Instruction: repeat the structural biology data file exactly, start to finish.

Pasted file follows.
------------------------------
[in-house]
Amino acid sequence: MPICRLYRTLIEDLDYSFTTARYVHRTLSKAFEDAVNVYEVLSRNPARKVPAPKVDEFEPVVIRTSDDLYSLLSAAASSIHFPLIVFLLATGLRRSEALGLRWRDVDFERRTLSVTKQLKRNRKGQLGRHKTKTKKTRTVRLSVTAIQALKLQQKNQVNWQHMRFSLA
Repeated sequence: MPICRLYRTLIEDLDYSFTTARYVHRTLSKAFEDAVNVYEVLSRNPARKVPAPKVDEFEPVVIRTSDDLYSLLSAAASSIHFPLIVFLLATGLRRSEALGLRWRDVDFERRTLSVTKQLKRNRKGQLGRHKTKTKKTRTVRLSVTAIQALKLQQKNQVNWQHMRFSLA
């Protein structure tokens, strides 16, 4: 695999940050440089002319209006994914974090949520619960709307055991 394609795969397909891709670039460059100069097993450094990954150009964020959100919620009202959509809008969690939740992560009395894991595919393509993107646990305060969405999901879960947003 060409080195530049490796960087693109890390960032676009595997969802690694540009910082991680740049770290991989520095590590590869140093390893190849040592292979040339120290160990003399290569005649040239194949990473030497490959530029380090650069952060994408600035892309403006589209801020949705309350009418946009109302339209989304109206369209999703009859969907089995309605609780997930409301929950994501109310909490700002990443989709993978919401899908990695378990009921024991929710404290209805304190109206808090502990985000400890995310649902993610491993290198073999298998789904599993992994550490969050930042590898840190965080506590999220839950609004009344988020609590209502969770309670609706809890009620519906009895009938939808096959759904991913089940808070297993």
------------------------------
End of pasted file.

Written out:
[in-house]
Amino acid sequence: MPICRLYRTLIEDLDYSFTTARYVHRTLSKAFEDAVNVYEVLSRNPARKVPAPKVDEFEPVVIRTSDDLYSLLSAAASSIHFPLIVFLLATGLRRSEALGLRWRDVDFERRTLSVTKQLKRNRKGQLGRHKTKTKKTRTVRLSVTAIQALKLQQKNQVNWQHMRFSLA
Repeated sequence: MPICRLYRTLIEDLDYSFTTARYVHRTLSKAFEDAVNVYEVLSRNPARKVPAPKVDEFEPVVIRTSDDLYSLLSAAASSIHFPLIVFLLATGLRRSEALGLRWRDVDFERRTLSVTKQLKRNRKGQLGRHKTKTKKTRTVRLSVTAIQALKLQQKNQVNWQHMRFSLA
């Protein structure tokens, strides 16, 4: 695999940050440089002319209006994914974090949520619960709307055991 394609795969397909891709670039460059100069097993450094990954150009964020959100919620009202959509809008969690939740992560009395894991595919393509993107646990305060969405999901879960947003 060409080195530049490796960087693109890390960032676009595997969802690694540009910082991680740049770290991989520095590590590869140093390893190849040592292979040339120290160990003399290569005649040239194949990473030497490959530029380090650069952060994408600035892309403006589209801020949705309350009418946009109302339209989304109206369209999703009859969907089995309605609780997930409301929950994501109310909490700002990443989709993978919401899908990695378990009921024991929710404290209805304190109206808090502990985000400890995310649902993610491993290198073999298998789904599993992994550490969050930042590898840190965080506590999220839950609004009344988020609590209502969770309670609706809890009620519906009895009938939808096959759904991913089940808070297993």